We’re back with another edition of Time Warp Thursday here at 3Gem Studios! Today we’re bringing you another great gem, Donkey Kong Country 3: Dixie Kong’s Double Trouble, the final installment for the DK franchise for the old SNES. I don’t think I need to prove that this game is great – it just is. So this time around, I’ll give you a short read on why DKC3 is another Grade A title and why the Donkey Kong Country series is a trio of masterpieces.
The gameplay doesn’t change from the previous two games, but you can’t ask for anything better. The solid gameplay of the DK series returns, and this time they’ve added a fresh new face to the group: Kiddy Kong. Much like Donkey Kong, Kiddy is a very big and strong ape, but his bulk makes him much heavier and harder to maneuver. Pairing him up with Dixie, who has more elegance and less give, makes the pair much more balanced. Despite the duo being a good match, I always find myself picking Dixie over Kiddy, as Dixie’s maneuverability makes her much easier to control and her helicopter hair comes in handy more times than Kiddy’s strength does.
While bringing back its difficult gameplay that the series is known for, DKC3 lacks the intensity that its predecessors brought. Most of the levels are pretty straightforward, but they also bring many new things like chase races, mazes, and rope-filled levels, making it much more unique this time around. But again, the lack of difficulty makes these levels fall a little flat, as you can’t enjoy the chaos the game should be bringing. It seemed they went for innovation over difficulty, and it’s a shame that they chose this route instead of combining both to make it feel much more like Donkey Kong of old. Another major change for the game is the map and how you navigate through it. While retaining its original navigation through each world, you can openly explore the entire map (given the right boats) and choose what levels you want to beat. Also, even bonus stages are hidden in the world map for you to find, making the game much more vast and giving you so much to explore.
As always, the game looks fantastic. With its brightly coloured locales, many areas to explore, and giving you the ability to go where you please, you’ll find it easy to be in awe of this game. Even the music comes back as good as ever with a great musical score and awesome sound effects that capture the animation perfectly. While it managed to stay true to its roots on its looks and sounds, it also has a little refinement – things sound crisper, and they added more details around the edges, making things clearer. The Krew at Rare have earned a round of applause for their hard work in making DKC one of the best-sounding trio of games ever created. Even after such a long time, the music just sticks with you.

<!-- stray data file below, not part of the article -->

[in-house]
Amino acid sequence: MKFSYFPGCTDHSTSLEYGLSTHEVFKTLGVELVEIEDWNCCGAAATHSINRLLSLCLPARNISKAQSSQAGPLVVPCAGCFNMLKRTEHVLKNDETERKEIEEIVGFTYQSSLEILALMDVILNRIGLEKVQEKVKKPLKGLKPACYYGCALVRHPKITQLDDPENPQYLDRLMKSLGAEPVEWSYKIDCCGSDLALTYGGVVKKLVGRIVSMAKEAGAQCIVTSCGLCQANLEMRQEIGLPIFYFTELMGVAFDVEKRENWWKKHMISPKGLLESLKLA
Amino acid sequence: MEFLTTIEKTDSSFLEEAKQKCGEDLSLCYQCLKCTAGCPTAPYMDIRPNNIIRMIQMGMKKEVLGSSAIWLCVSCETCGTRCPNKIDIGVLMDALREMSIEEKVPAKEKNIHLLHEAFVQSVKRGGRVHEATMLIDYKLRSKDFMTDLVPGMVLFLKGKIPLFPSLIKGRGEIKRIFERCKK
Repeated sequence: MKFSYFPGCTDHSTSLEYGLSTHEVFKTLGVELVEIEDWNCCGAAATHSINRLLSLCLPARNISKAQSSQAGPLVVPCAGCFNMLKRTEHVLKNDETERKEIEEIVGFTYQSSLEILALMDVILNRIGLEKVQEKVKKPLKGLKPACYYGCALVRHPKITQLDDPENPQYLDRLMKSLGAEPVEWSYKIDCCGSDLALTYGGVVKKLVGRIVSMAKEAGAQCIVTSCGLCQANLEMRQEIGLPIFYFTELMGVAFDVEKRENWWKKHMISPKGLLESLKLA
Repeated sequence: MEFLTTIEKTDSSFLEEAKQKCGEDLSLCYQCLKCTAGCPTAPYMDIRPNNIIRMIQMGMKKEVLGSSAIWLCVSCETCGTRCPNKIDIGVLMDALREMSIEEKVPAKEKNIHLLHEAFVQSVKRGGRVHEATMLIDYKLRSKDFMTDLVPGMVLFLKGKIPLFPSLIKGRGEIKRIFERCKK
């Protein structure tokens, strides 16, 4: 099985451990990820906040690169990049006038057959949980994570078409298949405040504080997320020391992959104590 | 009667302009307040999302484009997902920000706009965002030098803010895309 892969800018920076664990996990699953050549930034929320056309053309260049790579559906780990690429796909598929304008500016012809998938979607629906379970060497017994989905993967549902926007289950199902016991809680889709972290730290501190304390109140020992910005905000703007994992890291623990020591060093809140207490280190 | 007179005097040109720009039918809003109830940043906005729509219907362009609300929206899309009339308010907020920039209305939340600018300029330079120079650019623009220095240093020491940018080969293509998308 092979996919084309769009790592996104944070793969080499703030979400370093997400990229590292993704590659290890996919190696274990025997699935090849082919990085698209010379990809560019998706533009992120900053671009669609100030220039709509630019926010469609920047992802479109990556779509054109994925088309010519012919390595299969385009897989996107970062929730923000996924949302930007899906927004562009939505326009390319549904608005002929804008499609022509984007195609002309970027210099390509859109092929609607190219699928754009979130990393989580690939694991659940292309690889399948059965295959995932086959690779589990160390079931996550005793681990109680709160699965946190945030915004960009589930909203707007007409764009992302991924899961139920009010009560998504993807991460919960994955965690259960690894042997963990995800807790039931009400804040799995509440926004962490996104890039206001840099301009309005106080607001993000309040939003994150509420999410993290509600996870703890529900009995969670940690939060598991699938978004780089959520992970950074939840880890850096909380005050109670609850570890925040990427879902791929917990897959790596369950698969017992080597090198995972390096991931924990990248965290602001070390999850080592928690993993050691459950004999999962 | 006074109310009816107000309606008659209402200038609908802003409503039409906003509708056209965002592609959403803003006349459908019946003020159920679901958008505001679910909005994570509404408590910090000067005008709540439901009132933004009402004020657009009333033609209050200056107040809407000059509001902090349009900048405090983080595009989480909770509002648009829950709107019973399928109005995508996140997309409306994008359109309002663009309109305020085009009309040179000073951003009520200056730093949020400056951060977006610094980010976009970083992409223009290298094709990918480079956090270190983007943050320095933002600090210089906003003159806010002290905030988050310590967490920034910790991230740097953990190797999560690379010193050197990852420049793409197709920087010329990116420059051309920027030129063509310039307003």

One thing that bothered me so much, even as a kid, was the setting behind the game. In DKC2, you had to fight your way through hoards of pirate crocodiles in the Kremlin’s home turf, Crocodile Isle, giving it such a darker and moodier atmosphere. Compare this to DKC3, where you venture to bear country in the Northern Kremisphere. The place is inhabited by a group of bears and even Banana Birds, making it feel more fit for a Banjo Kazooie game than a Donkey Kong one. I understand the idea of making something completely different like they did for DKC and DKC2, but it just doesn’t work as well this time around and never gives that extra “oomph” the games are known for. (Sorry, Banana birds.) Like all the other Donkey Kong games, the value is still there even after many years. You can always try to beat your personal scores and best times, or even test your skills by beating the game at 105% to prove your gaming worthiness. It’s always a treat to venture back and see how much you remember from the days of old, making it a blast from the past every time.
While Donkey Kong Country 3 maybe looks like the inferior game in the series, it still brought many pleasant surprises and innovation that we hadn’t seen from past games. Its different setting may have been a little too different, but it’s still a great adventure all around, closing the curtain on one of the most beloved and successful video game families to date. The whole trio of Donkey Kong Country games earn a spot as one of (if not the) greatest trilogies in gaming to date.
A big thank you for all who stopped by at 3GEM this month to see what we had to say about one of our favorite apes around. Be sure to come by again on Saturday, where I’ll talk about the newest installment in the franchise, Tropical Freeze.
This retro review is based on Donkey Kong Country 3: Dixie Kong’s Double Trouble which was originally released for the Super Nintendo Entertainment System on November 22nd, 1996.